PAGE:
GRAMBLING, La. (KNOE) - Dr. Joseph Benjamin Johnson, Grambling State University’s third president died Tuesday after a lengthy illness.
Johnson, a longtime favorite president who served from 1977 until 1991, succeeded Ralph Waldo Emerson Jones, who served Grambling from 1936 until he retired. Johnson, who fought to save the school from financial failure as state and other challenges threatened its existence, led student enrollment growth from 2,600 to a record-setting 7,000-student enrollment.
“We have lost an iconic leader who elevated the standing of Grambling State University across the globe,” said GSU President Rick Gallot. “I remember Dr. Johnson’s fierce resolve to protect and enhance our school. He was my president when I was a student, and he served as a mentor and advisor very early in my tenure as president.”
Johnson pushed for and got a September 8, 1981 consent decree between the State of Louisiana and the U.S. Department of Justice. He worked with Lamore Carter, vice president and provost, and attorney Thomas N. Todd to research and prove that Grambling deserved greater support. That effort resulted in new campus building construction, employee raises, and new academic programs, including the creation of the School of Nursing in 1983 and the first doctoral developmental education program in 1984.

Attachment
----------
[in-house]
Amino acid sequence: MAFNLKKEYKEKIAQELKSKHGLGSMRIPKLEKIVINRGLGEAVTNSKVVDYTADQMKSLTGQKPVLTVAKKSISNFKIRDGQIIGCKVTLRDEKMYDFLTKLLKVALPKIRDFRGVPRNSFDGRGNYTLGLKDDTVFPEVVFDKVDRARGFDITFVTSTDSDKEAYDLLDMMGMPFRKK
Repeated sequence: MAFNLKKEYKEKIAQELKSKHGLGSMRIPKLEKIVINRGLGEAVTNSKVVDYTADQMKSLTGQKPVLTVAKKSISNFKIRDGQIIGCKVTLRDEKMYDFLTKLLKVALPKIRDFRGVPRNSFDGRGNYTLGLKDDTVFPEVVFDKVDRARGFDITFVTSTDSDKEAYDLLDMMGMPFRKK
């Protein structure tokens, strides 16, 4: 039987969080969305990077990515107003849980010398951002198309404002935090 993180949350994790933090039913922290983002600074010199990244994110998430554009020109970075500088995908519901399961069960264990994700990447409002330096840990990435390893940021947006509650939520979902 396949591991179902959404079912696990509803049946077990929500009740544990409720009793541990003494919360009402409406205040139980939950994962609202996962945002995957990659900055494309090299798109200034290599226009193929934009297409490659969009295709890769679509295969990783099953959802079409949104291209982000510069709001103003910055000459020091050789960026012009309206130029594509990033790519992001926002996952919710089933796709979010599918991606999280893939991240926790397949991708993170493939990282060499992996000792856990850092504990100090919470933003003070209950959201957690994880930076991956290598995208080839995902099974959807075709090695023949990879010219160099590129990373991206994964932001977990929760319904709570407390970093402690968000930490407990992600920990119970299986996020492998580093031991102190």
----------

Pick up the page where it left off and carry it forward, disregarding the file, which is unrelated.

Once he left Grambling State in 1991, ending 14 years of leadership at his alma mater, he became president of Talladega College and served there until he retired in 1998.
Before Johnson was Grambling State’s leader, he was a student at the school. When he signed on to play in 1954 he played basketball under Eddie Robinson, who coached basketball and football at the time, playing alongside some of Grambling greats, something that Johnson would joke about from time to time.
Johnson was a member of a number of civic, professional and social organizations, including Phi Delta Kappa and Kappa Alpha Psi Fraternity Inc. He and his wife, the late Lula Young Johnson, are the parents of four adult children, Yolanda Johnson Dixon, an attorney and Assistant Secretary of the Louisianaa Senate, and triplets – Julie, a medical doctor; Juliet, a Fisk University administrator, and Joseph III, an actuary and financial analyst. He was the son of the late Lillie M. Johnson and the late Sidney T. Johnson of New Orleans.
At Johnson’s request, the Johnson family said there will not be a funeral service, according to Gallot, who said GSU will honor Johnson soon.